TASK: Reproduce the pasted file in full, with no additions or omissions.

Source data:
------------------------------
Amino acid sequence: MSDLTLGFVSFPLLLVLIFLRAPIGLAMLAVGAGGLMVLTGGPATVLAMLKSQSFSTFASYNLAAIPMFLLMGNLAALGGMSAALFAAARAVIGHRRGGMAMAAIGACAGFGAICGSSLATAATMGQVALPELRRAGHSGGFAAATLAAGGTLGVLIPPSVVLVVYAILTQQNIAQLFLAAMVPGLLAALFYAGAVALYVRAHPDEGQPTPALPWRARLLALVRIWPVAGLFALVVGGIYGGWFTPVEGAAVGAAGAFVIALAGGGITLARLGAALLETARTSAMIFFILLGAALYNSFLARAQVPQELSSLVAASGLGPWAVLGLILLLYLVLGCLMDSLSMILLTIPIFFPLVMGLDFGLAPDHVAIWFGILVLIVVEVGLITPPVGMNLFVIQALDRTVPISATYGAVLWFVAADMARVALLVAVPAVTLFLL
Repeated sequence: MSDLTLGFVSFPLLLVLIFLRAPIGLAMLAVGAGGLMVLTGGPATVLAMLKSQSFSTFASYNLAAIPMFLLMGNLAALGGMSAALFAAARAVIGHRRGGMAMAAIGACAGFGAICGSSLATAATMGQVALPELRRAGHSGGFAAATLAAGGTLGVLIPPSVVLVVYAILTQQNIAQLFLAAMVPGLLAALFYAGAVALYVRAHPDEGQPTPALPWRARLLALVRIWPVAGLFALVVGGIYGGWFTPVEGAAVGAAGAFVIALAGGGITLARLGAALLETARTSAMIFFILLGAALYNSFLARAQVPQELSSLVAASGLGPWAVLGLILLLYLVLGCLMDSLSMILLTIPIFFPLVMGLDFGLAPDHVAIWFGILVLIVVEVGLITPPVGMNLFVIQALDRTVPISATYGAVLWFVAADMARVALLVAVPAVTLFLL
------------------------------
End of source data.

Amino acid sequence: MSDLTLGFVSFPLLLVLIFLRAPIGLAMLAVGAGGLMVLTGGPATVLAMLKSQSFSTFASYNLAAIPMFLLMGNLAALGGMSAALFAAARAVIGHRRGGMAMAAIGACAGFGAICGSSLATAATMGQVALPELRRAGHSGGFAAATLAAGGTLGVLIPPSVVLVVYAILTQQNIAQLFLAAMVPGLLAALFYAGAVALYVRAHPDEGQPTPALPWRARLLALVRIWPVAGLFALVVGGIYGGWFTPVEGAAVGAAGAFVIALAGGGITLARLGAALLETARTSAMIFFILLGAALYNSFLARAQVPQELSSLVAASGLGPWAVLGLILLLYLVLGCLMDSLSMILLTIPIFFPLVMGLDFGLAPDHVAIWFGILVLIVVEVGLITPPVGMNLFVIQALDRTVPISATYGAVLWFVAADMARVALLVAVPAVTLFLL
Repeated sequence: MSDLTLGFVSFPLLLVLIFLRAPIGLAMLAVGAGGLMVLTGGPATVLAMLKSQSFSTFASYNLAAIPMFLLMGNLAALGGMSAALFAAARAVIGHRRGGMAMAAIGACAGFGAICGSSLATAATMGQVALPELRRAGHSGGFAAATLAAGGTLGVLIPPSVVLVVYAILTQQNIAQLFLAAMVPGLLAALFYAGAVALYVRAHPDEGQPTPALPWRARLLALVRIWPVAGLFALVVGGIYGGWFTPVEGAAVGAAGAFVIALAGGGITLARLGAALLETARTSAMIFFILLGAALYNSFLARAQVPQELSSLVAASGLGPWAVLGLILLLYLVLGCLMDSLSMILLTIPIFFPLVMGLDFGLAPDHVAIWFGILVLIVVEVGLITPPVGMNLFVIQALDRTVPISATYGAVLWFVAADMARVALLVAVPAVTLFLL